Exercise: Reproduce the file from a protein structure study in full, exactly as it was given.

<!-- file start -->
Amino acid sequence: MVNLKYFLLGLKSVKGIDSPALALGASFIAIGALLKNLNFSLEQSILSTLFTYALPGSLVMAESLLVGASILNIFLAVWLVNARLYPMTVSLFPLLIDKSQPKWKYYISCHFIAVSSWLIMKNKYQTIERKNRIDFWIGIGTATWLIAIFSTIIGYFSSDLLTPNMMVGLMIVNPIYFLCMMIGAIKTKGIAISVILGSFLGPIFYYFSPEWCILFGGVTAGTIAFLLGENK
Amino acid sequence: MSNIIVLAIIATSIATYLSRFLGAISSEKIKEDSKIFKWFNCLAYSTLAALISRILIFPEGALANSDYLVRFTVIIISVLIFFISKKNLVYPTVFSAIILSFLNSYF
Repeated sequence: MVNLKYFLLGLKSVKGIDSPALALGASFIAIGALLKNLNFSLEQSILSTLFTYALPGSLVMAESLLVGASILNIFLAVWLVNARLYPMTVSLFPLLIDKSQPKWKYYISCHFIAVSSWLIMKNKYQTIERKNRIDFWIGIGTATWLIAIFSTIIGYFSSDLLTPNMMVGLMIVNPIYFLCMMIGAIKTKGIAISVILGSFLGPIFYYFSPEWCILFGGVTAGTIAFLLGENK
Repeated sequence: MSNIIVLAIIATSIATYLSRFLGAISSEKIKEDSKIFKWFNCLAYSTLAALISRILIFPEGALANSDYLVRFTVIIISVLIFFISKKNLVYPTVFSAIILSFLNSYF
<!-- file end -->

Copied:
Amino acid sequence: MVNLKYFLLGLKSVKGIDSPALALGASFIAIGALLKNLNFSLEQSILSTLFTYALPGSLVMAESLLVGASILNIFLAVWLVNARLYPMTVSLFPLLIDKSQPKWKYYISCHFIAVSSWLIMKNKYQTIERKNRIDFWIGIGTATWLIAIFSTIIGYFSSDLLTPNMMVGLMIVNPIYFLCMMIGAIKTKGIAISVILGSFLGPIFYYFSPEWCILFGGVTAGTIAFLLGENK
Amino acid sequence: MSNIIVLAIIATSIATYLSRFLGAISSEKIKEDSKIFKWFNCLAYSTLAALISRILIFPEGALANSDYLVRFTVIIISVLIFFISKKNLVYPTVFSAIILSFLNSYF
Repeated sequence: MVNLKYFLLGLKSVKGIDSPALALGASFIAIGALLKNLNFSLEQSILSTLFTYALPGSLVMAESLLVGASILNIFLAVWLVNARLYPMTVSLFPLLIDKSQPKWKYYISCHFIAVSSWLIMKNKYQTIERKNRIDFWIGIGTATWLIAIFSTIIGYFSSDLLTPNMMVGLMIVNPIYFLCMMIGAIKTKGIAISVILGSFLGPIFYYFSPEWCILFGGVTAGTIAFLLGENK
Repeated sequence: MSNIIVLAIIATSIATYLSRFLGAISSEKIKEDSKIFKWFNCLAYSTLAALISRILIFPEGALANSDYLVRFTVIIISVLIFFISKKNLVYPTVFSAIILSFLNSYF